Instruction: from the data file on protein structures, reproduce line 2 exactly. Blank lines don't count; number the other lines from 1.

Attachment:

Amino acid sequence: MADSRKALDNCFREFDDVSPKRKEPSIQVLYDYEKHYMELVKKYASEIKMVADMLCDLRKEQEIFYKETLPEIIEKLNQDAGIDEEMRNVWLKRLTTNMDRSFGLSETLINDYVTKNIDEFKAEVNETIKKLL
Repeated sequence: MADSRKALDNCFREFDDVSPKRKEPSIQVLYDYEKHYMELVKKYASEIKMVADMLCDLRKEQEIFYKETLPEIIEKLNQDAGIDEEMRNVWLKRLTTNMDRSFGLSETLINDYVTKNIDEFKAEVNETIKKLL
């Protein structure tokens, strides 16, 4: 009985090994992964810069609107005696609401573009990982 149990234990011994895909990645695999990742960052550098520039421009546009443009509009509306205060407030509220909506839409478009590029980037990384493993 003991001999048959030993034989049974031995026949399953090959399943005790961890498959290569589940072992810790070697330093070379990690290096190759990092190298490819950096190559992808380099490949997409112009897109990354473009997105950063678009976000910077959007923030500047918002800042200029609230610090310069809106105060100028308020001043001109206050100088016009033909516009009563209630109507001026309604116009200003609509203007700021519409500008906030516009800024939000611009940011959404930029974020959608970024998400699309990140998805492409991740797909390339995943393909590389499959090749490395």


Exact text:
Repeated sequence: MADSRKALDNCFREFDDVSPKRKEPSIQVLYDYEKHYMELVKKYASEIKMVADMLCDLRKEQEIFYKETLPEIIEKLNQDAGIDEEMRNVWLKRLTTNMDRSFGLSETLINDYVTKNIDEFKAEVNETIKKLL